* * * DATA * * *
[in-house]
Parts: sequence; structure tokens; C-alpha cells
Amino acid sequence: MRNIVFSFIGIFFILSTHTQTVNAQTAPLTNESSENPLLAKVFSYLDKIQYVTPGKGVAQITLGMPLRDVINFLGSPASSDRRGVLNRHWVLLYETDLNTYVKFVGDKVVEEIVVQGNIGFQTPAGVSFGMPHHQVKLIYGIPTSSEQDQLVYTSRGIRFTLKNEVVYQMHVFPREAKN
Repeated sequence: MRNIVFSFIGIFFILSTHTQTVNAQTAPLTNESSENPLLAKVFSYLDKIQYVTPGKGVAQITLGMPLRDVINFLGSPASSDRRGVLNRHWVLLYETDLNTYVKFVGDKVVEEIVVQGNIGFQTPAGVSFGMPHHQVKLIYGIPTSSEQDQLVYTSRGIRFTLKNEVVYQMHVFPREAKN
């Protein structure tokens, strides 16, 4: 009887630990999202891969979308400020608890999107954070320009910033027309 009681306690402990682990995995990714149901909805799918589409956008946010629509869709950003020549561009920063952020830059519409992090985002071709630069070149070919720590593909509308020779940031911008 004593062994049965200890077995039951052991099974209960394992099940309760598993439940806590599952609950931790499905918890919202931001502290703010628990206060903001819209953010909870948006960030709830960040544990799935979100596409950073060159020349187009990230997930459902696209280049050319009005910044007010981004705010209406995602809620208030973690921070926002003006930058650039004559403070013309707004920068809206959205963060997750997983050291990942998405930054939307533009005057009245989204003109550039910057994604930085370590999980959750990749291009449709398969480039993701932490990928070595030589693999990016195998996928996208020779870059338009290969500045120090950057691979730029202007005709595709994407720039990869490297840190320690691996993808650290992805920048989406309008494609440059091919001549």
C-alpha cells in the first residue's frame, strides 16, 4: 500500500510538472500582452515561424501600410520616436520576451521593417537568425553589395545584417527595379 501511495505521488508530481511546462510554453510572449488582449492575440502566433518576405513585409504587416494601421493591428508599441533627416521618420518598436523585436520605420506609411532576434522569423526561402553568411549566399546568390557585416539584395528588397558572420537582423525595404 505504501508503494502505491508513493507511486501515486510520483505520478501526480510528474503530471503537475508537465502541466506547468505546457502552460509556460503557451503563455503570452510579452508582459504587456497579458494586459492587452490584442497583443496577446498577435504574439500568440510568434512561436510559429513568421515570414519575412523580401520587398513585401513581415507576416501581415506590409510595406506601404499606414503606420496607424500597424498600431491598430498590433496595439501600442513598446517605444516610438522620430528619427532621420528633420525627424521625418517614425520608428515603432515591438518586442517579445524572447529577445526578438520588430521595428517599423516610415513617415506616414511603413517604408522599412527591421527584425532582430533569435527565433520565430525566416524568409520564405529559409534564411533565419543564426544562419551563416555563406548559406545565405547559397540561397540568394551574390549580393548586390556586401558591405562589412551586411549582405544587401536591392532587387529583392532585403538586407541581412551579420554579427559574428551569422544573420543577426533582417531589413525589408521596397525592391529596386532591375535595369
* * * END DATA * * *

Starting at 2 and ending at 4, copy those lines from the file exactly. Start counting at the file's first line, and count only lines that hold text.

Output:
Parts: sequence; structure tokens; C-alpha cells
Amino acid sequence: MRNIVFSFIGIFFILSTHTQTVNAQTAPLTNESSENPLLAKVFSYLDKIQYVTPGKGVAQITLGMPLRDVINFLGSPASSDRRGVLNRHWVLLYETDLNTYVKFVGDKVVEEIVVQGNIGFQTPAGVSFGMPHHQVKLIYGIPTSSEQDQLVYTSRGIRFTLKNEVVYQMHVFPREAKN
Repeated sequence: MRNIVFSFIGIFFILSTHTQTVNAQTAPLTNESSENPLLAKVFSYLDKIQYVTPGKGVAQITLGMPLRDVINFLGSPASSDRRGVLNRHWVLLYETDLNTYVKFVGDKVVEEIVVQGNIGFQTPAGVSFGMPHHQVKLIYGIPTSSEQDQLVYTSRGIRFTLKNEVVYQMHVFPREAKN